'Alice’s Restaurant' is a free-flowing, free wheeling, counter-culture comedy set during the turbulent 60’s adapted from Guthrie’s musical monologue Alice’s Restaurant Massacre. Guthrie portrays the embodiment of America’s youth, a young man who sees his life beginning to unravel through psychedelic drug -fueled haze, as he and his friends (and the plot) spin toward an explosive conclusion.
"You hippie perversion!"
How do you make an entire movie out of a single 1960s folk song? Writer and director Arthur Penn decided to give it a try with Arlo Guthrie's hit tune 'Alice's Restaurant.' Staring Guthrie himself, this film attempts to be all things with edges of satirical comedy and heart-felt drama, only the film's free-wheeling esoteric tone doesn't really lend itself towards either genre to great effect.
Arlo Guthrie stars as himself, a young man about to be drafted who sets out to function within society in his own way and avoid his eventual deployment to Vietnam. As Arlo moves about the country he's met with tough cynicism and harsh treatment that look at people like him with complete and utter disdain. He falls in with nice group of free-minded individuals. Alice, Patricia Quinn and her husband Ray, James Broderick. Loosely based on real-life events in Guthrie's past, the movie sets about showcasing how people with long hair who occasionally smoke dope and play music are just unique misunderstood individuals.
The film unfolds with Arlo giving lyrical insights and explanations as he is arrested and tried for littering, and his experiences being drafted by the army. Arlo is witness to any number of contradictory events play out as his life moseys along. Ray purchases and refurbishes an old church so people like him can have a sanctuary free from harassment from either the local law Officer Obie, real-life Sheriff William Obanhein, or the tough locals. At the same time as Ray puts things together at the church, Alice takes on the responsibility of opening her very own restaurant. Things get turned on their heads when Shelly, Michael McClanathan, recently released from a drug treatment center starts using again.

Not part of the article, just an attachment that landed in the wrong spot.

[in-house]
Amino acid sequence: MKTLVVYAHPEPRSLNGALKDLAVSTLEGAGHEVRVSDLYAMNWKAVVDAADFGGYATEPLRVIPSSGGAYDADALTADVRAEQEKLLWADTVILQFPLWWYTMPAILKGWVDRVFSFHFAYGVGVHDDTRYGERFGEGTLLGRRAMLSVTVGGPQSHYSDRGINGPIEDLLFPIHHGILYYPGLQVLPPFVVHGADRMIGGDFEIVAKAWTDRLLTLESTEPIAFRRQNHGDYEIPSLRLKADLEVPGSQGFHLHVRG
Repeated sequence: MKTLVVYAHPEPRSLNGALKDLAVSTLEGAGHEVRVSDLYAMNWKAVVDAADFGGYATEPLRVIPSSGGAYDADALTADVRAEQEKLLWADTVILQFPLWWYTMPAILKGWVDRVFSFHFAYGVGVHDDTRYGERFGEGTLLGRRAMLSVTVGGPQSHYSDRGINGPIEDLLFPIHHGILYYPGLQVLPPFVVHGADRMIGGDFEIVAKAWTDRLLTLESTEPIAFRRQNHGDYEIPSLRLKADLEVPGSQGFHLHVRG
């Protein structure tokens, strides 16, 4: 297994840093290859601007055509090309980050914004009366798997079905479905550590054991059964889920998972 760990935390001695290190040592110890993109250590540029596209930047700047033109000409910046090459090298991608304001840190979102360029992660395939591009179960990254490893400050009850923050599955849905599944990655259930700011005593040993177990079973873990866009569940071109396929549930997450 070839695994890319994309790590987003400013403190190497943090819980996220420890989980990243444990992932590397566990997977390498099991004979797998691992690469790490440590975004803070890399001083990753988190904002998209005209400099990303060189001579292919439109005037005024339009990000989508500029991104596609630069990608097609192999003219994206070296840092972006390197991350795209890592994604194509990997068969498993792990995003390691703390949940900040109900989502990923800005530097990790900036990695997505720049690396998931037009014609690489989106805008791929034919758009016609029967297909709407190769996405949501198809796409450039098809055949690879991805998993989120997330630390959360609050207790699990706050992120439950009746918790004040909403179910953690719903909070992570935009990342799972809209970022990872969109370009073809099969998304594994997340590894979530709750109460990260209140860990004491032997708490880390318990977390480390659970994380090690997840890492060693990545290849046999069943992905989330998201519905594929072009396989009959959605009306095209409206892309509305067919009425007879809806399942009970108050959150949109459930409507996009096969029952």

'Alice's Restaurant' is an interesting film to say the least. It's part biopic, part comedy, part drama only it doesn't really work as a culmination of these genres, but it doesn't entirely fail either. I guess how you may greet this movie depends entirely on you and your life's structure. Some may see this as a calling card for the peaceful counter-culture movement, others may see it as a bunch of long-haired hippies who don't do much else other than get high and avoid responsibility. Both assessments are right, and both assessments are wrong.
As a middle-of-the-road individual, I certainly don't hate this film, as there is much to like, but I also can't bring myself to sing its praises. For one thing, at 111 minutes, 'Alice's Restaurant' runs a solid fifteen to twenty minutes too long and is desperately in danger of overstaying its welcome. On the other hand, there are some genuinely great performances, in particular from Patricia Quinn and James Broderick. Arlo may be a fine song writer, but asking him to act is a bit of a stretch as he really doesn't do much more than be cool and easy throughout the film, leading to an overall bland character who is still oddly captivating in his own eccentric way.